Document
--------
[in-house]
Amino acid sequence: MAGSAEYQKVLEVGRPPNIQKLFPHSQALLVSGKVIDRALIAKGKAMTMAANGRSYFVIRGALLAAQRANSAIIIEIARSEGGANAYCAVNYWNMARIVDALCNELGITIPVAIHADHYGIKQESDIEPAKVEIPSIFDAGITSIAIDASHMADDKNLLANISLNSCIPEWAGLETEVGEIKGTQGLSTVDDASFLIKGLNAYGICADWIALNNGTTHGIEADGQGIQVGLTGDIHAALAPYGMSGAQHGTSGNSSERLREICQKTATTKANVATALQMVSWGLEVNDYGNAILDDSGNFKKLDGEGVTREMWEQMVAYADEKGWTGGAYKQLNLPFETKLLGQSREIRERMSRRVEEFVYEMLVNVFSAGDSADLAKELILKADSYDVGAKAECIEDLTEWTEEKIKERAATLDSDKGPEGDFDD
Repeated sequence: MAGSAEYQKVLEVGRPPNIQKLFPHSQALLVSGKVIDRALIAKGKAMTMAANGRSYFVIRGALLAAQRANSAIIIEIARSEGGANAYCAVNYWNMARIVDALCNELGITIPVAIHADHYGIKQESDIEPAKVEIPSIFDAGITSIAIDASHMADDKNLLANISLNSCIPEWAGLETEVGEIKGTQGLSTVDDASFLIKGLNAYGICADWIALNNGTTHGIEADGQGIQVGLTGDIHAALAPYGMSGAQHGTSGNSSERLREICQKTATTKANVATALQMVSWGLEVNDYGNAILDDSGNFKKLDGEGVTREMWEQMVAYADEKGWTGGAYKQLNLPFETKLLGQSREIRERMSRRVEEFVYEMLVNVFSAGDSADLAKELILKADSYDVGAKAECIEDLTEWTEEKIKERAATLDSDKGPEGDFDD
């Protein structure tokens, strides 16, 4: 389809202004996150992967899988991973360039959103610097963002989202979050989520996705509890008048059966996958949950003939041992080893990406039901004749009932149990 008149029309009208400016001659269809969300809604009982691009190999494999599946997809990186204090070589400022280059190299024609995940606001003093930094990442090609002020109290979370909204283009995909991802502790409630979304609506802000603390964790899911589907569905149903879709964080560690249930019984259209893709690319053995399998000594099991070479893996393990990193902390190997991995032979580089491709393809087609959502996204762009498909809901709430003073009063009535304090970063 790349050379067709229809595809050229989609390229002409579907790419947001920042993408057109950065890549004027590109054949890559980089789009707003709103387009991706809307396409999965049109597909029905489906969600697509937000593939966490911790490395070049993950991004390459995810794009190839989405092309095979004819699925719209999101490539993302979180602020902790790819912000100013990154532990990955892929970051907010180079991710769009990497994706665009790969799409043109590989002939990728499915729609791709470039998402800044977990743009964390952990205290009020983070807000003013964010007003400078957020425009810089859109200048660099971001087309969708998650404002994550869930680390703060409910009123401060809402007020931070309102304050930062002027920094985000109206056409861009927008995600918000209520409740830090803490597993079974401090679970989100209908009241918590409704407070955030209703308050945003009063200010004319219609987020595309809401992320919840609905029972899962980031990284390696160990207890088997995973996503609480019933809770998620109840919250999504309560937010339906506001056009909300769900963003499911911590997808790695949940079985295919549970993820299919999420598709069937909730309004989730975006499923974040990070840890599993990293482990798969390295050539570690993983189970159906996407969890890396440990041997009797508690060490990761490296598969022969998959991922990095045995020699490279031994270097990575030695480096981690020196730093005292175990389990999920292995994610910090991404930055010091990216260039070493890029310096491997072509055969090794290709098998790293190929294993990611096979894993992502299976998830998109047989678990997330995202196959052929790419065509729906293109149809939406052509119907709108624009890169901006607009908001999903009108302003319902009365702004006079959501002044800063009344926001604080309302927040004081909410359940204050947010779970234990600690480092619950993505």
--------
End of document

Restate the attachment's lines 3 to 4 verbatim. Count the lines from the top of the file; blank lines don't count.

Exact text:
Repeated sequence: MAGSAEYQKVLEVGRPPNIQKLFPHSQALLVSGKVIDRALIAKGKAMTMAANGRSYFVIRGALLAAQRANSAIIIEIARSEGGANAYCAVNYWNMARIVDALCNELGITIPVAIHADHYGIKQESDIEPAKVEIPSIFDAGITSIAIDASHMADDKNLLANISLNSCIPEWAGLETEVGEIKGTQGLSTVDDASFLIKGLNAYGICADWIALNNGTTHGIEADGQGIQVGLTGDIHAALAPYGMSGAQHGTSGNSSERLREICQKTATTKANVATALQMVSWGLEVNDYGNAILDDSGNFKKLDGEGVTREMWEQMVAYADEKGWTGGAYKQLNLPFETKLLGQSREIRERMSRRVEEFVYEMLVNVFSAGDSADLAKELILKADSYDVGAKAECIEDLTEWTEEKIKERAATLDSDKGPEGDFDD
């Protein structure tokens, strides 16, 4: 389809202004996150992967899988991973360039959103610097963002989202979050989520996705509890008048059966996958949950003939041992080893990406039901004749009932149990 008149029309009208400016001659269809969300809604009982691009190999494999599946997809990186204090070589400022280059190299024609995940606001003093930094990442090609002020109290979370909204283009995909991802502790409630979304609506802000603390964790899911589907569905149903879709964080560690249930019984259209893709690319053995399998000594099991070479893996393990990193902390190997991995032979580089491709393809087609959502996204762009498909809901709430003073009063009535304090970063 790349050379067709229809595809050229989609390229002409579907790419947001920042993408057109950065890549004027590109054949890559980089789009707003709103387009991706809307396409999965049109597909029905489906969600697509937000593939966490911790490395070049993950991004390459995810794009190839989405092309095979004819699925719209999101490539993302979180602020902790790819912000100013990154532990990955892929970051907010180079991710769009990497994706665009790969799409043109590989002939990728499915729609791709470039998402800044977990743009964390952990205290009020983070807000003013964010007003400078957020425009810089859109200048660099971001087309969708998650404002994550869930680390703060409910009123401060809402007020931070309102304050930062002027920094985000109206056409861009927008995600918000209520409740830090803490597993079974401090679970989100209908009241918590409704407070955030209703308050945003009063200010004319219609987020595309809401992320919840609905029972899962980031990284390696160990207890088997995973996503609480019933809770998620109840919250999504309560937010339906506001056009909300769900963003499911911590997808790695949940079985295919549970993820299919999420598709069937909730309004989730975006499923974040990070840890599993990293482990798969390295050539570690993983189970159906996407969890890396440990041997009797508690060490990761490296598969022969998959991922990095045995020699490279031994270097990575030695480096981690020196730093005292175990389990999920292995994610910090991404930055010091990216260039070493890029310096491997072509055969090794290709098998790293190929294993990611096979894993992502299976998830998109047989678990997330995202196959052929790419065509729906293109149809939406052509119907709108624009890169901006607009908001999903009108302003319902009365702004006079959501002044800063009344926001604080309302927040004081909410359940204050947010779970234990600690480092619950993505």